If you look at a good map of the area east of Lincoln, north of Newcastle, and west of Hwy 49, you’ll see a little patch of squiggly lines. If you drive past the area on any of the highways (193, 80, or 49) you’d never guess there was any good riding there, but this is one of my favorite places to ride. It’s not a single road or route—it’s a cozy little network of crooked roads working their way through pretty, moderately hilly hobby farm country. The area is small enough that you can ride all the good stuff in an outing, and every road is fine. Just go explore. The joy is that the scale is so small—the riding is always changing, you’re constantly turning onto a new road, none of the climbs last too long, etc. You’ll see on the map that the roads to your west, just east of Lincoln, straighten out and scribe rectangles, which tells you the land has turned into flat, conventional ranch country. If you like flat and grassy, these roads are perfectly pleasant. But that’s not what brings me to the area, so I don’t go there.
Distance: 45 miles out and back
Elevation gain: 4290 ft
This ride has very little “wow” factor—no grand vistas, no towering monoliths. But it is an exceedingly pleasant bucolic stroll, gradually ascending through foothill woods, meadows, and horse farms, with lots of variety to the contour. The landscape is quite handsome, and particularly so in the spring when things are green. The level of traffic is more than I would wish, even on weekdays, but it’s hardly a deal-breaker. And you turn around in Grass Valley, a community I’m very fond of. I learned the route from Steve Cimini, who has introduced me to many of the rides in this list via his guided club rides with the Sacramento Bike Hikers.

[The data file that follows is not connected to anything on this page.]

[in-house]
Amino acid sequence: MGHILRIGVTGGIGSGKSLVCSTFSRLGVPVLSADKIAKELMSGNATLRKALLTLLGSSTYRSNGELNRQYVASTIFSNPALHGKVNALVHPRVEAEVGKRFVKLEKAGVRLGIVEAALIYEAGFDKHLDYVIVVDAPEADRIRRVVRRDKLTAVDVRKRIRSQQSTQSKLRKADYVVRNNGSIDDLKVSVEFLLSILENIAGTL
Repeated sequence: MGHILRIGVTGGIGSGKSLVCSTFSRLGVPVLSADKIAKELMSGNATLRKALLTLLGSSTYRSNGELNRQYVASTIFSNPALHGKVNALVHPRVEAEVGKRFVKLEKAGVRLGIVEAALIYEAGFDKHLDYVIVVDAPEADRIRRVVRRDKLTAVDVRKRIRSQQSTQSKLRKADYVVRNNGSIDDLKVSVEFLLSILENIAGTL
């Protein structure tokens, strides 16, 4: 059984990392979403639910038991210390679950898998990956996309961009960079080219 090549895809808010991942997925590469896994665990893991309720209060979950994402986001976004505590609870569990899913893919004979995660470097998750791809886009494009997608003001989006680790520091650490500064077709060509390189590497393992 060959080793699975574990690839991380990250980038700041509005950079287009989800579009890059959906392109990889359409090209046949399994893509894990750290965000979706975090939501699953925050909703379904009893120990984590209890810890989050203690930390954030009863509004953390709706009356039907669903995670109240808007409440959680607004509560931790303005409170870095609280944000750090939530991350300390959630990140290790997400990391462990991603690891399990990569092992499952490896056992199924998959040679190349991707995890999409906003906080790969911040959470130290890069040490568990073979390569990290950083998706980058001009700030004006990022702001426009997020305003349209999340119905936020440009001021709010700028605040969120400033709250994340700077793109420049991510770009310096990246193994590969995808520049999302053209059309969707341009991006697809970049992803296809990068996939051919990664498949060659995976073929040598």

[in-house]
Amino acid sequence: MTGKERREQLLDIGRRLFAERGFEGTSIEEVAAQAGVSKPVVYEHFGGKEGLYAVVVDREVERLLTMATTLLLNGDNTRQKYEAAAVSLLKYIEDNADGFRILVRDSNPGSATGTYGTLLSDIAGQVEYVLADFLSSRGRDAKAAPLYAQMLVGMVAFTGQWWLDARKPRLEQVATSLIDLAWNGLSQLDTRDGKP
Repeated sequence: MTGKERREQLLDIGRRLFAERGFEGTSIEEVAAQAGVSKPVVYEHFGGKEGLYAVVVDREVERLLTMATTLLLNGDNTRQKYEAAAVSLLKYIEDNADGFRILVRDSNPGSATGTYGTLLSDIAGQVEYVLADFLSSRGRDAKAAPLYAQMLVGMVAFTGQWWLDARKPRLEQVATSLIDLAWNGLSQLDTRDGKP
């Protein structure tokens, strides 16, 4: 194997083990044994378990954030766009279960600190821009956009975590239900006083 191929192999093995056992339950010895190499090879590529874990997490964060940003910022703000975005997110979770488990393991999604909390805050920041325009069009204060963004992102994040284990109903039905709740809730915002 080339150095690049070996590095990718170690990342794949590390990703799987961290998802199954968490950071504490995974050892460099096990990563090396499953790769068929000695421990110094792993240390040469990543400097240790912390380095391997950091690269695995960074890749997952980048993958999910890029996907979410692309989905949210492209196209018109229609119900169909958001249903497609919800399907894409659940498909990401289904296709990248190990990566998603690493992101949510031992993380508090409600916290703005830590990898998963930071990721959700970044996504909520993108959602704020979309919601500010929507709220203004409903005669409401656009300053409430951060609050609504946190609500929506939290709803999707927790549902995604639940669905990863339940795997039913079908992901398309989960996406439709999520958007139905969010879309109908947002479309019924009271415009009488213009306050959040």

It’s 22 miles of almost uninterrupted up, but it’s all mellow—less than 100 ft per mile—and I don’t think of this ride as a lot of work. The descent coming back down Rattlesnake Road has wonderful, whoop-inducing moments and is almost good enough to make the Best of the Best list.
5/17: I rerode the route on a Sunday, and was disappointed. The traffic was constant. Worse (because it can’t be avoided by riding on a weekday), the area has been built up, so the sense of bucolic countryside is lost for long stretches. I’d say avoid this ride on weekends, and in general do it only if you’re in the area and don’t want to do the work of Iowa Hill.
Distance: 43 miles out and back
Elevation gain: 6670 ft
This ride is hard work. It’s notorious for a 2.1-mile stretch of 12-15% that’s as hard as it sounds, and there is significant climbing after. The route is never flat, and much of the other climbing is 6% or more. But the road contour has great variety and character, and the woodland scenery is top-notch. See Afterthoughts for a way to cut the climbing in half and keep most of the fun. Perks include one large river crossing and one classic mountain store, but mostly this ride is about being in the woods.
Distance: 16-mile loop
Elevation gain: 1302 ft
This ride introduces you to the good riding around Nevada City, a town you should get to know if you don’t already. I learned the route from the good folks at the Outside Inn, a dedicated cycling, mountain-biking, and kayaking mecca of a motel, lovingly restored from a rundown old motorcourt and now sporting rooms with outdoor themes like the Singletrack Room. By all means, stay there when you’re in the area, if you can (they’re routinely booked up on weekends). Even if you can’t get in, go by to learn about good rides in their library of good rides, each separately Xeroxed and free for you to take. If you mountain-bike, they have trail maps too. Didn’t I say they were good folks?